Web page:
But when you look closely at the actual lives of the dreamers it’s clear that people are expressing symbols borrowed from their own recent experience. In Jill’s case, she had been watching a TV show about sailing just before she started having her recurring dream. Many of the symbols of the dream will simply be the ‘dressing’ for the real content of what the dream is about.
2) Look at the feelings your client had during the dream
It’s not just what happens in a dream that is important but how your client feels during the dream, and what unresolved emotional concern the dream feeling may be expressing. I asked Jill if anything was upsetting her in her life on an on-going basis. “Think really hard Jill. Do the feelings you have in that dream seem to match any feelings you have in everyday life?”
Jill was pensive for a while, and then…
“Well, I don’t think so… well, there is one issue. My mother-in-law often visits us on a Sunday [the ‘sunny day’ of the dream?]. She just shows up, without warning, and sort of takes over everything. It’s like she’s saying I can’t be a proper mother or wife [the witch tries to steer the ship off course].
“She’s always nice to my face, but I know she’s said some horrible things about me to my husband. She’s quite two faced [the witch has two heads]. It’s like she’s nice to me but stabs me in the back at the same time [the witch has a knife and starts stabbing]. I feel like I can’t say anything to her, because she loaned us quite a lot of money…”
“So your hands are tied?” I said. “Yes!” Jill laughed. “Just like they are tied to the ship’s wheel in the dream!” The problem of these visits had not been resolved. They were on-going.
Nature, being economical, used the same symbolism over and over when seeking to complete the emotional pattern of Jill’s concerns. So it is unresolved emotional expectation that we dream about, and the symbolism of the dream is just the dressing (to use a metaphor). Most dreams effectively flush out unfulfilled expectation and are forgotten, and in a way this is how it’s meant to be.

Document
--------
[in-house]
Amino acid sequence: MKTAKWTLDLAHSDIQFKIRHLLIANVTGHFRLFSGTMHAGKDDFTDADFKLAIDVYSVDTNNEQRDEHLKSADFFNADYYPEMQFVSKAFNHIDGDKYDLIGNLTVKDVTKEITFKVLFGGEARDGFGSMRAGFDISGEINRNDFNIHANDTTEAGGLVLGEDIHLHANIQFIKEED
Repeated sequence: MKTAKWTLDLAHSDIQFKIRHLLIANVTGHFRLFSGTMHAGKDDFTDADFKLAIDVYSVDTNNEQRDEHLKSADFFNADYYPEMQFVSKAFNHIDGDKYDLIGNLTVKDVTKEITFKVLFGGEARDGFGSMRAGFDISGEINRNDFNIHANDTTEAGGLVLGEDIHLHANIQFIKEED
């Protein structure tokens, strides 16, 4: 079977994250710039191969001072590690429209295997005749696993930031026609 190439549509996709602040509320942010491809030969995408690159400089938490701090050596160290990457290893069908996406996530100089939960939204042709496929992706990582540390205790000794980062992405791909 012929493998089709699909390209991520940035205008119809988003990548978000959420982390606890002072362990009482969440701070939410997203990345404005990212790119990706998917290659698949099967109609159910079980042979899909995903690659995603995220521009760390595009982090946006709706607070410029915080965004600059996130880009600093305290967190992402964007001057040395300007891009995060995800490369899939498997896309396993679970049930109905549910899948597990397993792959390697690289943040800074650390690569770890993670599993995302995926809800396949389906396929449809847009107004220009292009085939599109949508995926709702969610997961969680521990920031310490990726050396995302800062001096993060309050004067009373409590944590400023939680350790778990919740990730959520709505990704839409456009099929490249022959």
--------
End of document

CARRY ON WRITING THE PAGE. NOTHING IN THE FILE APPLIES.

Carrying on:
But if a dream is troubling someone we can identify what unresolved worry or expectation it is mirroring by looking at the feelings in the dream. This lets us know what the client has been worrying about, and when we address those worries the dreams stop.
3) Seek to complete the emotional loop in waking life
In Joe Griffin’s wonderful book Dreaming Reality: How Dreaming Keeps Us Sane, or Can Drive Us Mad he describes how a refugee who had escaped the horrors of Bosnia in the early 1990s was afraid that he and his family might be sent back to his war-torn homeland. He kept dreaming of a live grenade exploding in his mouth, killing him and his family.
Fortunately, a nurse knew about Griffin’s dream research and asked him what his biggest worry was. When he told her he feared that he might say something in his poor English that would cause them to be sent back, she reassured him that it didn’t matter what he said, he was quite safe in England. The recurring nightmare stopped immediately. Understanding Griffin’s work means we can analyze our clients’ dreams to discover what is really bothering them that needs to be resolved.
We can also use it to help them complete the ’emotional circuit’ and switch off their unfulfilled emotional expectations by helping them either practically solve the worry or learn to feel differently about it. The content of your client’s dream will always relate to waking concerns from the day before they had the dream.
Jill was pretty nervous of her mother-in-law. But I helped her mentally rehearse feeling confident and calm enough to set boundaries and to take back her own “steering wheel”. As soon as she started setting limits and being firm with her mother-in-law, the dreams stopped.
If you’re interested in how this insight into dreams can help lift depression, we teach this on our course How to Lift Depression Fast.